On becoming aware of the circumstances, we immediately notified JK Rowling’s agent. We can confirm that this leak was not part of any marketing plan and that neither JK Rowling, her agent nor publishers were in any way involved.

It sounds like a love triangle gone terribly wrong that inadvertently exposed JK Rowling. But who can really say. The public is left with a mystery — even as the sales figures for Russells’ client’s book continue to climb. Readers will still have to decide for themselves whodunit, why, and whether The Cuckoo is worth the calling.

Published in: on July 19, 2013 at 11:33 AM  Comments (1)  
Tags: , , , , , ,

Cuckoo’s the right word.

cuckoo_460x276

We read a lot of UK news around here, so no surprise yesterday when The Sunday Times outted JK Rowling as new author “Robert Galbraith,” whose debut detective novel The Cuckoo’s Calling went on sale in April.

It seems likely the publishing house was counting on Rowling being outted by an astute reviewer on day 1. Given the author was represented by JK Rowling’s agent, and the book was published by JK Rowling’s publisher and worked on by JK Rowling’s editor, then this first time, unknown author was hyped through the roof — even though this author makes no personal appearances, it’s hard to imagine no reviewer would connect the dots. But they didn’t.

Failing a reviewer discovery, the publisher probably assumed some reader would pick up on the true author’s identity in the early weeks. After all, there was Robert Galbraith’s the over-the-top backstory (typical of Harry Potter). The lead detective’s had a truly Potter-worthy name: Cormoran Strike (a take off on the Cormorant Strike military exercises). All of Rowling’s usual tropes –Latin, drug use, loathing of the middle class — were there. And, best for last, the completely Harry Potter style cover

CuckoosCallingCover
But again, no reader caught on.

The problem with all this publisher-author strategizing was, of course, they forgot that people just want to read a good book. The reviewers and the public were willing to give a new author a chance. They were willing to extended the author and the publishing house trust. In return, both the author and the publisher had to accept the results — lackluster — at least for 90 days.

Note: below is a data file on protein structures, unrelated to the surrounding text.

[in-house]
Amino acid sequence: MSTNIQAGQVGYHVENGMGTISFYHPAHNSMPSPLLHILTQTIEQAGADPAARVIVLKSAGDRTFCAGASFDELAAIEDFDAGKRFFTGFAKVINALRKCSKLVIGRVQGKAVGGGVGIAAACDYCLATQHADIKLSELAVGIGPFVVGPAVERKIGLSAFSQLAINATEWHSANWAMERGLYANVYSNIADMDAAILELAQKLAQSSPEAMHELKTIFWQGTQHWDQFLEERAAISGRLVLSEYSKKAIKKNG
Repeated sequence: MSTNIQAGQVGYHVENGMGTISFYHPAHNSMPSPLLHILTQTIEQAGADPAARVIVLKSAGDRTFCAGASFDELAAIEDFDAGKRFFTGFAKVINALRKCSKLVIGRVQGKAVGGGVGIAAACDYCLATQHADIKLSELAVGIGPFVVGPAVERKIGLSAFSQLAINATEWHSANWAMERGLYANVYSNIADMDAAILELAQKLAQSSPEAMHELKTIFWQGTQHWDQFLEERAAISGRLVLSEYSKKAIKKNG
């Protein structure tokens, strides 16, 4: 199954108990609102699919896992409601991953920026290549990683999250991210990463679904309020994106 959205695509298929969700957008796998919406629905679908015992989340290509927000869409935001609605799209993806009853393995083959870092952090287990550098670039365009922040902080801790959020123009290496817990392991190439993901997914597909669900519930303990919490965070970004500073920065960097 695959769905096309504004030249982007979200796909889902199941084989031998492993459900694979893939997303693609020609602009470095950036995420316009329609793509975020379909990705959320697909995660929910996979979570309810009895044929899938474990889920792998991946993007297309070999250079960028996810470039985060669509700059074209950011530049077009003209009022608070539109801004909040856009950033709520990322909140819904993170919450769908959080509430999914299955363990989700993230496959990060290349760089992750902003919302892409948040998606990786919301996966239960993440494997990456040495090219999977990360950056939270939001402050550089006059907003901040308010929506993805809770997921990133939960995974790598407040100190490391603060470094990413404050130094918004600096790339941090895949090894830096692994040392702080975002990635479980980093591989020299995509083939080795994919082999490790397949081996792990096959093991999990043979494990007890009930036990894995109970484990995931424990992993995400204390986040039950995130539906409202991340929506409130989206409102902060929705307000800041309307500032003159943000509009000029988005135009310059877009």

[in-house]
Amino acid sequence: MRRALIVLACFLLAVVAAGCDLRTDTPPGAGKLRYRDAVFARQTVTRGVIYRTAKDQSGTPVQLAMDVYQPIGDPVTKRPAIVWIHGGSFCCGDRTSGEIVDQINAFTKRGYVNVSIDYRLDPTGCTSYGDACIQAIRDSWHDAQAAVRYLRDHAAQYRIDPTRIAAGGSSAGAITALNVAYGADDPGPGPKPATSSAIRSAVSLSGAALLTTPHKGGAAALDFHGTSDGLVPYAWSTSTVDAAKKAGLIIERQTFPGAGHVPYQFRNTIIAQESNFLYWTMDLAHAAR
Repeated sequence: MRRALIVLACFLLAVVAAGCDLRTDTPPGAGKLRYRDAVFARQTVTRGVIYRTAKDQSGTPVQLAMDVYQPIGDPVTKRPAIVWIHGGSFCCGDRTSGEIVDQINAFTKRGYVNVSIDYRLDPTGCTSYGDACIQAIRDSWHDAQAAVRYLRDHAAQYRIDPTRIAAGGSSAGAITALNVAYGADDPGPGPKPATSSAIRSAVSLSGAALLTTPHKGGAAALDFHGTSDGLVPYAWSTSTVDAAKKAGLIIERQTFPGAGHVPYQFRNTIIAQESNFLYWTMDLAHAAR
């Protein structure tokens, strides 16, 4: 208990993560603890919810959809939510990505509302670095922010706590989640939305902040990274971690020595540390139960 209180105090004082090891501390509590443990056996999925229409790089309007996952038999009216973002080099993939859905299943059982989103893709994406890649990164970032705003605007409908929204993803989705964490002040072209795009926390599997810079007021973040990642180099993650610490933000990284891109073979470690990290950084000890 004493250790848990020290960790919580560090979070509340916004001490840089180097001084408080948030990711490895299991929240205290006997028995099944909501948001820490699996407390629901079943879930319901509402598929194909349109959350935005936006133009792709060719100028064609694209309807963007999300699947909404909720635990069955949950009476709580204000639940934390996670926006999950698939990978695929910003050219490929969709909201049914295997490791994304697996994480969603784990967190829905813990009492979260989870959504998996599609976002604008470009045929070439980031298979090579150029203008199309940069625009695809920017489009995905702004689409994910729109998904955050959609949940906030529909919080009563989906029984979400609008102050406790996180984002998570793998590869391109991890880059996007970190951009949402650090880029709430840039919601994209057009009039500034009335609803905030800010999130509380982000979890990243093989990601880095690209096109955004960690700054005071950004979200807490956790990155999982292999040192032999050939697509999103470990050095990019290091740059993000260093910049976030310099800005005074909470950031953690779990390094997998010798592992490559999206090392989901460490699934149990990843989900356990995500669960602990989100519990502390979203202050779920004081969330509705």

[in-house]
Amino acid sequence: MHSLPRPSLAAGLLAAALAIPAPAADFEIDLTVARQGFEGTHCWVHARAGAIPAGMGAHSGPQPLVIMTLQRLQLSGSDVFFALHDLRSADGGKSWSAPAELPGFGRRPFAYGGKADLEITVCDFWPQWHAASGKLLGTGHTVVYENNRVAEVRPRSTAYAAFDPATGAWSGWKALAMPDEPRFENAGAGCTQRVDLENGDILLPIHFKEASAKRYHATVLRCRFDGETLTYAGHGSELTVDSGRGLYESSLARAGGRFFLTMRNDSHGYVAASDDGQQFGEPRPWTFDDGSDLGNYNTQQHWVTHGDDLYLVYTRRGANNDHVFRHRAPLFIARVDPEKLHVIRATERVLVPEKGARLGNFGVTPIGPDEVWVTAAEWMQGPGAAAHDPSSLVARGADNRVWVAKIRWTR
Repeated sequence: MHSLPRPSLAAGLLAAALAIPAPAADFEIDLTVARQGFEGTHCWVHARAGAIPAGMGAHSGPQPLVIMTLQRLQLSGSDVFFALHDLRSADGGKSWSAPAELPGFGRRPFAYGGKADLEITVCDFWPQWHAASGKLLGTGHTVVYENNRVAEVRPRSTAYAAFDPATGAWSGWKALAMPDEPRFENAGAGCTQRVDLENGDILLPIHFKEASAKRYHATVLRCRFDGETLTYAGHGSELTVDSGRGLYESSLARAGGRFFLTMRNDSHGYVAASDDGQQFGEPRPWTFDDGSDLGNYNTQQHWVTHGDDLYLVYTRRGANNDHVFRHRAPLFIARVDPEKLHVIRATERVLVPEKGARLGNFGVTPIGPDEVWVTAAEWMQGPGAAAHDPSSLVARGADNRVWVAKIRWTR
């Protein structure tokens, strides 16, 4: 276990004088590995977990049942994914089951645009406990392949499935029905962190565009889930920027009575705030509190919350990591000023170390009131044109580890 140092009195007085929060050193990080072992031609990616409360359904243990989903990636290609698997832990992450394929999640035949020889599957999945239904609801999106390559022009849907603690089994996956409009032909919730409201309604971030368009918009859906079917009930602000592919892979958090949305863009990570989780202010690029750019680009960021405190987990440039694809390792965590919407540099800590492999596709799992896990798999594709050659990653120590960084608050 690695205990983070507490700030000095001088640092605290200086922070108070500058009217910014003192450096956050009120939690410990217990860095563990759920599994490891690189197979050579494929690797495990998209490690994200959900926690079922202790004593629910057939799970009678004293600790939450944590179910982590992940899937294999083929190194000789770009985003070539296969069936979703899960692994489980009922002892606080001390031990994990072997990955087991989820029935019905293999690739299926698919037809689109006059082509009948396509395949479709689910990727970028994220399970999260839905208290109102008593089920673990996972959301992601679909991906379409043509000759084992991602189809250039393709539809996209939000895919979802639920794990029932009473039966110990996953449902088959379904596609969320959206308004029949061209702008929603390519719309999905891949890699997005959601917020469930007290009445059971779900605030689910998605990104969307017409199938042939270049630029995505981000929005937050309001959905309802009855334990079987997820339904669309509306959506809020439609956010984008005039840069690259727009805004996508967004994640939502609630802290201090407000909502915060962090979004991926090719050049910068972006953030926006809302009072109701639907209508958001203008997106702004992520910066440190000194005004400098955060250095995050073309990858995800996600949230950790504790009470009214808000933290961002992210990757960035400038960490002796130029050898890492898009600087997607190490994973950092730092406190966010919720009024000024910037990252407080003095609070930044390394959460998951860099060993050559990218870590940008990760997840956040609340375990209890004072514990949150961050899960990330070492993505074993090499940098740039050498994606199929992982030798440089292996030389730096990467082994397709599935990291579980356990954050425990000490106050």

It’s understandable that a famous author wants to see if he/she really has star quality writing ability or if their first huge success was an unrepeatable one off. But actually trying to find out by writing a book under another name? That is a writer deeply insecure about her talent and / or ambivalent about her earlier success. That’s an author who needs therapy.

It’s also understandable that while publishers may believe in an author and his/her work (even when they veer off their previous genre), they do have to cave in to the weird demands of very famous authors now and then. This book, no doubt, represents such a case. But, publishers spend a lot of money producing a book. Like it or not, they need a book to make its production/advertising expenses back — and then some — to stay in business.

The Cuckoo’s Calling, was released April 30. Until yesterday, it had sold only 1400 copies (500 by some stats) and had mixed reviews. That’s just not good enough for a publishing house, especially as July 31st is coming up fast. After 3 months, the window starts closing fast on “new book” sales. A new book is fading out of public view. It’s got all the hype it’s going to get. Sales start going down hill fast unless there is genuine reader buzz.

Most publishers hope to make the bulk of their sales on a book by month 3. If there’s reader enthusiasm — a lot of word of mouth — by month 3 a book might start generating more sales than when it was initially released. These extended sales are great because it means an author can be built up. New books in the series are generally then ordered.

However, since sales weren’t very good and reviews mixed, Cuckoo wasn’t going any place fast, ie, a net loss for a publisher. This is not to say it was a bad book, but realistically as a book by a first time, unknown author, it wasn’t doing even ok as regards sales. People kind of liked it, but they weren’t spreading the word. Low book sales mean no request for further books in the series. Very likely, author and publisher would have parted ways.

But Cuckoo wasn’t by a true unknown, a first-time author, and the publisher had an out — doubtless one which Rowling had agreed to readily because she’d tried to flog it to other publishers and they all rejected it as not good enough. So she ended up back at her own publisher. The discussion probably went something like this: If Cuckoo’s sales don’t start to seriously uptick after the first 60 days, there will be an “anonymous” tip sent out hinting that JK Rowling is the book’s real author. And this is what happened.

One of The Sunday Times‘ columnists, India Knight, received an anonymous tip on Twitter saying the novel was actually by Rowling. The Tweeter’s account was then immediately deleted. This tip was followed up on, and confirmed, and . . . voila, sales rocketed the following day.

It’s almost certain the publisher, who wanted to make serious money from Cuckoo, is the “anonymous” source. Since the clueless reviewers/public didn’t figure out this book was actually the work of a “famous” writer, someone had to tell them — and get Rowling’s huge fan base out buying. And it needed to happen in the first 3 months, by July 31st. Why? Can you say “Annual Report,” “Fiscal Year,” or “Stock Dividends”?